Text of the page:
Induction and Laws of Physics

An excerpt from a discussion between two people on a discussion board regarding the problem of induction.

A: After all was said it seems that Matt was not able to account for the Uniformity of Nature and that he didn’t see that as a problem. He has faith that the future will continue to be like the past based on the past but if it did happen to change he didn’t see how that would be a problem. So I guess on his worldview it wouldn’t be a problem that science would only be possible for the time being? The general UON could change and that wouldn’t be a problem? Am I misunderstanding him at this point? If not I don’t see how that would not be a problem for an empiricist! It would seem like a gigantic problem!

B: I account for the uniformity of nature through the laws of physics as they stand, they don’t have to be eternal constants in order to be contributors to uniformity – they only have to be constant between point A and point B – not making the assumption that the laws of physics will stay the way they are eternally doesn’t mean that the assumption can’t safely be made that they will remain constant through the next day…again allowing for the fact that my assumption may be incorrect.

This isn’t a problem for this empiricist because this empiricist only relates to the laws as they stand. Were I to attempt science outside of the current laws I’d be making assumptions about what those laws could potentially be as opposed to the way those laws currently are – this isn’t an issue because it doesn’t assume eternal constants and doesn’t need to. If the laws of physics change, and they could, then the way we approach those laws and science must also change – until such a time we should stick with the current methods.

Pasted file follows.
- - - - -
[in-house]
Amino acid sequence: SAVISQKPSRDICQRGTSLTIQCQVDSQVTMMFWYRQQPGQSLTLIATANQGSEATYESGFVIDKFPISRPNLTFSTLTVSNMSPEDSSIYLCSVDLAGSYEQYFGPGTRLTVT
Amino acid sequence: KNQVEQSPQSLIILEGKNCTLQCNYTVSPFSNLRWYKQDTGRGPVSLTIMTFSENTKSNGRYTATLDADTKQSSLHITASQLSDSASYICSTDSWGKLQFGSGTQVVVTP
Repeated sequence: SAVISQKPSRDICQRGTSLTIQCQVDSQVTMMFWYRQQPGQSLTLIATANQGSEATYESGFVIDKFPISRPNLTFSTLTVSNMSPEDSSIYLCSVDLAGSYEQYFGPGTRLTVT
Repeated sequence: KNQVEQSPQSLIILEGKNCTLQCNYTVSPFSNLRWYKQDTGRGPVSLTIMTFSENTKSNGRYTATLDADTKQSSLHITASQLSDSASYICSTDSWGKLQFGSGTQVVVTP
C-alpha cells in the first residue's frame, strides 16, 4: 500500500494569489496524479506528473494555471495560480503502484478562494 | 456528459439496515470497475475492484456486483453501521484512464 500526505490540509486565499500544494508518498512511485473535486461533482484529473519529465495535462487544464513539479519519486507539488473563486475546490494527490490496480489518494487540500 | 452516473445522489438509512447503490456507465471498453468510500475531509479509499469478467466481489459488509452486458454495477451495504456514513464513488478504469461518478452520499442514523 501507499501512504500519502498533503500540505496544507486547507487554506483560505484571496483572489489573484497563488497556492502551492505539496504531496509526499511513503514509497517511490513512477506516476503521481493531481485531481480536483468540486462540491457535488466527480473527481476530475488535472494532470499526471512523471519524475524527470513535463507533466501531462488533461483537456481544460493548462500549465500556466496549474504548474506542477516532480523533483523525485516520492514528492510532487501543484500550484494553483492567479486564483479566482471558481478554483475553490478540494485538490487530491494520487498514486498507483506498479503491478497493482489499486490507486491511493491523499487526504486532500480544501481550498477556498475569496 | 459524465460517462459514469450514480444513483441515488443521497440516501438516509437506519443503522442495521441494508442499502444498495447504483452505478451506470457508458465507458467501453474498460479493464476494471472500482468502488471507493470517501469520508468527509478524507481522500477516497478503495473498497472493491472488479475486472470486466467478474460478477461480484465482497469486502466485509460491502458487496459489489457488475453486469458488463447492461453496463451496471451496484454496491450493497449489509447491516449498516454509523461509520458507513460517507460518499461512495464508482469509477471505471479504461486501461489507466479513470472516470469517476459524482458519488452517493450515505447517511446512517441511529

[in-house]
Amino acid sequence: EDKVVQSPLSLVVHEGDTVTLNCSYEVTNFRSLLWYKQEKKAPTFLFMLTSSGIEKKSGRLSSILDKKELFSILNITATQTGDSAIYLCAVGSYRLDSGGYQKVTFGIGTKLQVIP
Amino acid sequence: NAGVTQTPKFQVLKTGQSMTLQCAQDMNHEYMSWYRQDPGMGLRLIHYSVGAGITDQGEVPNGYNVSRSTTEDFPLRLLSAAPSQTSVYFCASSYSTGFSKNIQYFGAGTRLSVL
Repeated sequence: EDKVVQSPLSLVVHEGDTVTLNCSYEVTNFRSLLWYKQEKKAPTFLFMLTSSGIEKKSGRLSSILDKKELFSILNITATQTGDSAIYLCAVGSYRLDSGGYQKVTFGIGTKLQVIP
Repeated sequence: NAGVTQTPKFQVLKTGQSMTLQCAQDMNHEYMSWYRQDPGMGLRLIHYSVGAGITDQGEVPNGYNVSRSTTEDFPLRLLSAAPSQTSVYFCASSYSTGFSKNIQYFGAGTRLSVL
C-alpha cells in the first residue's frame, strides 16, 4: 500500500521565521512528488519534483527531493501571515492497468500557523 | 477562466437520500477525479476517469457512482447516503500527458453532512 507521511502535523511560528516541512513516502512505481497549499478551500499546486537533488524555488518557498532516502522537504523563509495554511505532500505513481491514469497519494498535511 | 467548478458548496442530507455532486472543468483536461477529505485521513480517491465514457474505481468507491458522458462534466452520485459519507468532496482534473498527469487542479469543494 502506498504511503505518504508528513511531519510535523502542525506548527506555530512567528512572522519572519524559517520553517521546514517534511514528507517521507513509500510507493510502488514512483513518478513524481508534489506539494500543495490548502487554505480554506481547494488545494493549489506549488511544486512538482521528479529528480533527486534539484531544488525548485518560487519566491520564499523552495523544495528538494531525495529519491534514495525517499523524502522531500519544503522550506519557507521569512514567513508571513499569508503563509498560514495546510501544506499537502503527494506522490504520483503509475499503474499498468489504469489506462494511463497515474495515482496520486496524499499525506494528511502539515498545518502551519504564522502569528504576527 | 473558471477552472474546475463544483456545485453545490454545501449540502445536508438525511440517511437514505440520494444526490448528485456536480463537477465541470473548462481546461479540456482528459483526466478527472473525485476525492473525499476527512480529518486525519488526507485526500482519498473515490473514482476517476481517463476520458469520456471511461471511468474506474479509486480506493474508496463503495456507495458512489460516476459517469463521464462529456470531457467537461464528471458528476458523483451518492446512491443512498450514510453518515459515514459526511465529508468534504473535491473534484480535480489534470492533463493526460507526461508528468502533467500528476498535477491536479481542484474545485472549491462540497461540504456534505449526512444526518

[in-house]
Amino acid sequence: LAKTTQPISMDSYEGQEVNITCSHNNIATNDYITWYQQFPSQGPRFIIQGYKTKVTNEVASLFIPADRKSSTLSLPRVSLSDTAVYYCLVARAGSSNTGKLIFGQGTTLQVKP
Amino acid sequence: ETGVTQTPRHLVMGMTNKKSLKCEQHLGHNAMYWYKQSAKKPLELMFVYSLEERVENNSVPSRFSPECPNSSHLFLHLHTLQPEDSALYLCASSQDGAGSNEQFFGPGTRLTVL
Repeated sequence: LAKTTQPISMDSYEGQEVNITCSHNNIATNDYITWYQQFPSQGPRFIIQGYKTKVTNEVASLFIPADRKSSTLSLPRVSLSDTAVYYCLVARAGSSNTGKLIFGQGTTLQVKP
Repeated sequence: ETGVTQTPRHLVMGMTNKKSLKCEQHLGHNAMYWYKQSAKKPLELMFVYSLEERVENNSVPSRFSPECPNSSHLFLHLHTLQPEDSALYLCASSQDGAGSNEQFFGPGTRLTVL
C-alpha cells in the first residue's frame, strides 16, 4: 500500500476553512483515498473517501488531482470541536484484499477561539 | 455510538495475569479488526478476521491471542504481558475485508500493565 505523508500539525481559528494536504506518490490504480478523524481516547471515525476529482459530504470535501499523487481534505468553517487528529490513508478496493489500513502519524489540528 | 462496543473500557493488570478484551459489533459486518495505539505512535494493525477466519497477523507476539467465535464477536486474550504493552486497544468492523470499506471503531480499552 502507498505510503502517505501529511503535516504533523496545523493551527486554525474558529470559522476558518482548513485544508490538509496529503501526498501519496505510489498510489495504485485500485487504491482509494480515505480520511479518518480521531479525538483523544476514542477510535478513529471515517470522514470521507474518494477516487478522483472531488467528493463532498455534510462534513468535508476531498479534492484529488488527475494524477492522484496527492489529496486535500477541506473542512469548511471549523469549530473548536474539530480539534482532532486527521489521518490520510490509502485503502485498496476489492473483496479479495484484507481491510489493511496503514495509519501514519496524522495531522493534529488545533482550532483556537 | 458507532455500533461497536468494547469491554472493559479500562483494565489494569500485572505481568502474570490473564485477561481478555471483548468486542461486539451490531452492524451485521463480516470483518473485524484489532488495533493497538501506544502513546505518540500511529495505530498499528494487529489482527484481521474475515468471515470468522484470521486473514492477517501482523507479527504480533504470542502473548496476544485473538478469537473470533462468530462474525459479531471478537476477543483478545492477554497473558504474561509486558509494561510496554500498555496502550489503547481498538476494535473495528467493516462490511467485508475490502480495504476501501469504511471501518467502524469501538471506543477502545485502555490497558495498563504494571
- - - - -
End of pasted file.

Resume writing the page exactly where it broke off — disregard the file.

A: Thank you for your response. You said:

“I account for the uniformity of nature through the laws of physics as they stand, they don’t have to be eternal constants in order to be contributors to uniformity – they only have to be constant between point A and point B”

I’ll give you give you “constant between point A and point B” but why do you assume that “they only have to be” that way? The point in question concerns point C. Just because the laws of physics act a certain way in that past (point A) and continue to “stand” that way in the present (point B) how do you know they will continue that way into the future (point C)? At this point since you have not experienced the future you have to move out of the realm of empiricism and into the realm of faith. This is where your atheistic empiricism is inconsistent and has problems.

“not making the assumption that the laws of physics will stay the way they are eternally doesn’t mean that the assumption can’t safely be made that they will remain constant through the next day…again allowing for the fact that my assumption may be incorrect.”

The question is not necessarily about the laws being eternal but applies for any future event even ten minutes from now and by you making an assumption that they will remain constant and call it safe does not change the fact that you are making an assumption. There is an inconsistency here with empiricy vs assuming things by you allowing for the fact that you “may be incorrect” actually reveals the point regarding this.

” This isn’t a problem for this empiricist because this empiricist only relates to the laws as they stand”

If that’s true then you don’t know how they will stand in the future because you have not experienced it yet and when assume that it will you must abandon empiricism.

“Were I to attempt science outside of the current laws I’d be making assumptions about what those laws could potentially be as opposed to the way those laws currently are”

No one asking you to move away from current laws were asking you from an empiricist worldview how do you know that the current laws will continue as they are in the future (Point C).

“this isn’t an issue because it doesn’t assume eternal constants and doesn’t need to. If the laws of physics change, and they could, then the way we approach those laws and science must also change – until such a time we should stick with the current methods.”

As I said I don’t need necessarily need eternal constants ten minutes from now will do. I would argue that if the laws of physics can change which you said they could, forget about the approach, science would no longer be possible. Christians have no problem sticking with the current methods, which is a different question than how do you know that the laws of physics will continue as they stand now verses the future.

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